Baby Boomers living the affluent west mostly do live longer than our grandparents did. Midlife has become a moveable smorgasbord, celebrated in cinema and song and glamorised in specialist magazines aimed at the over 40s. In a feature entitled Fifty Shades of 50, journalist Lisa Depaulo writes with breathless ebullience about a brand-new breed of 50-plus women – stronger, smarter, sexier than ever, dubbed the new Alpha Goddess who has a penchant for fast cars and luxury holidays, travelling solo and saying “it’s my turn”. The article bubbles on cheerfully, “almost every woman I know over 50 seems to be doing things that none of us were expecting to be doing at our age. We’re making choices, in both little and big ways, just for ourselves.”
Demographics and photo-shopped aspirational women’s magazines aside, shrewd Pallas Athenas were rare – there just was no room for a brand- new breed of Alpha Goddesses on Mount Olympus. Despite the sacrifices of The Suffragettes of the 19th and early 20th century and the courage of the Feminists of the ’60s, between the shadows of our politically correct social constructs there exists today the very same polarisation in gender and power that has existed for eons. In affluent societies, many women in midlife and in their elder years live in straightened circumstances after divorce or the death of their spouses. Women still do not, in the main, earn as much as their male counterparts. Women still bear, birth, and nurture the children.
Each one of us will have thresholds to cross. Yet not all of us will have the luxury of time or sufficient financial security to say “it’s my turn” as we support our children through their college years, nurse our dying parents, care for once-virile partners, now stricken with depression or facing terminal illness. We find we don’t have the physical strength, the financial clout, the confidence or even the inclination to be an Ageing Alpha Goddess. We find we have never wanted to travel solo to Peru, buy a sports car or learn to play the piano. In real life, we accept that we have lived more years in the past than we have allotted to us in our future. In real life, we do not all die peacefully in our sleep.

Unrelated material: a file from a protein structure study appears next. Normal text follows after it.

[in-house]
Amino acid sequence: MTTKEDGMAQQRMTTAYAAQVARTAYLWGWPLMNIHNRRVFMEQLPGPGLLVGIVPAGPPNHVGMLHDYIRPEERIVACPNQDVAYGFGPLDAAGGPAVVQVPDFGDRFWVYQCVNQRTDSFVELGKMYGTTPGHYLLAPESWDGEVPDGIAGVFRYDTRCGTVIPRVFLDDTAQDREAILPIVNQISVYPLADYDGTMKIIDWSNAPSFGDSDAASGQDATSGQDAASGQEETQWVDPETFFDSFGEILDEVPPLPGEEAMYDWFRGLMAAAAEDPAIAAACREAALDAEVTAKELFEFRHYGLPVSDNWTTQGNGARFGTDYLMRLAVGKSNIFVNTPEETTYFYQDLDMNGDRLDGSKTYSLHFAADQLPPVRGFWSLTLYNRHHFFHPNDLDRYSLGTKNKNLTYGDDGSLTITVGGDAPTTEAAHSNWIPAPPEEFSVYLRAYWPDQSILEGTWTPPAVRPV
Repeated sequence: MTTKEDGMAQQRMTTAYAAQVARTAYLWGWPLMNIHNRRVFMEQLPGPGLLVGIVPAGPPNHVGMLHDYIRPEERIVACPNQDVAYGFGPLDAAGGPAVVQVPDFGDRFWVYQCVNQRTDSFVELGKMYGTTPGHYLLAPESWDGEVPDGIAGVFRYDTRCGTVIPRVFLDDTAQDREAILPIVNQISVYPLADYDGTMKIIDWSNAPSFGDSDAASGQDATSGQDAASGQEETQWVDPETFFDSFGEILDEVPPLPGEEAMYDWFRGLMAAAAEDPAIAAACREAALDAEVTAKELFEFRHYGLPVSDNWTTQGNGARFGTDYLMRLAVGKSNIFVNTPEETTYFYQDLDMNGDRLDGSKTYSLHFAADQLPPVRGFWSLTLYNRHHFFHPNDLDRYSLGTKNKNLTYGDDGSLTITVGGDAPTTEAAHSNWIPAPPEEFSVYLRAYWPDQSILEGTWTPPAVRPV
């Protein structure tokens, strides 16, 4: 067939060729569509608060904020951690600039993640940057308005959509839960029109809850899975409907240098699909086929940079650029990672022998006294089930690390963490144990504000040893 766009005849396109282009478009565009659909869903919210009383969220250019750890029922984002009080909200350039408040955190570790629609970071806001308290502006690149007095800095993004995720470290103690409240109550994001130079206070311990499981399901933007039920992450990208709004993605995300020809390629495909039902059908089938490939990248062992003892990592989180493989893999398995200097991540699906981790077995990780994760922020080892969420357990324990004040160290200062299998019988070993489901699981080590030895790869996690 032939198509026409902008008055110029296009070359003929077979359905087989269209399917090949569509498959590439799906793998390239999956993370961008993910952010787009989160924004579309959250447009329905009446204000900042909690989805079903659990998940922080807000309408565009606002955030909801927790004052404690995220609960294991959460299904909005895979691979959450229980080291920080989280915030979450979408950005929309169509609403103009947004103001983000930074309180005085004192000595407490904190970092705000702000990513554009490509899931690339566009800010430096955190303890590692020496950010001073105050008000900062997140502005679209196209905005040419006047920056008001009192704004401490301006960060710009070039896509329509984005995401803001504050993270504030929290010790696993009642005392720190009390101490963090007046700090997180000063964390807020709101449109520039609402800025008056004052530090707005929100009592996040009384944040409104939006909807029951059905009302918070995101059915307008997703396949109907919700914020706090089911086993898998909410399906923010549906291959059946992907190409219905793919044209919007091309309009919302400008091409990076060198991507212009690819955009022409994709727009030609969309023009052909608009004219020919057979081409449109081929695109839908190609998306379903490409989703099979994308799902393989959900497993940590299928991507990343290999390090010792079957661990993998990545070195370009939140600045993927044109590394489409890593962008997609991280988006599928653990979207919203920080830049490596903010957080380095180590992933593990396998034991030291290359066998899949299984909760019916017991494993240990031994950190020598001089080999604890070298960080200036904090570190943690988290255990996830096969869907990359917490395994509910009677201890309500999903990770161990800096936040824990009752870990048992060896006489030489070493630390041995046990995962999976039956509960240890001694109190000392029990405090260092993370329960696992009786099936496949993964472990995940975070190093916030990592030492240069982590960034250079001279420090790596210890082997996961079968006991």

So, in real life, we distil the essence, the magic from the simple things in life – a hug from the one we love. Watching a bumble bee in the languid embrace of a still summer afternoon. The intoxicating scent of white jasmine.
In real life, it is time that becomes the most precious commodity. Many men and women enter the second and third acts of their lives with less attachment to fast cars or yet another pair of shoes, less clinging on to the bricks and the mundane mortar of life. More reverence for the here and now.
“Opposites throw light upon each other”, said the philosopher Schopenhauer. Our lives are animated by the dappled shades of light and darkness, chaos and meaning, the cacophony of sound and long stretches of silence… And in the silence we begin to notice the brilliance of the rainbow as it arcs over the rain-washed sky. And how quite suddenly, the swallows have returned for the summer.
In our life’s transitions we may find our purpose, our passion. In our ageing and in our dying we may discover the meaning of Love, and in the shadows of our inevitable parting, our redemption.
Doesn’t everything die at last, and too soon?
Tell me, what is it you plan to do
with your one wild and precious life? – Mary Oliver.
Art by Casey Baugh. Between The Shadows – Loreena McKennitt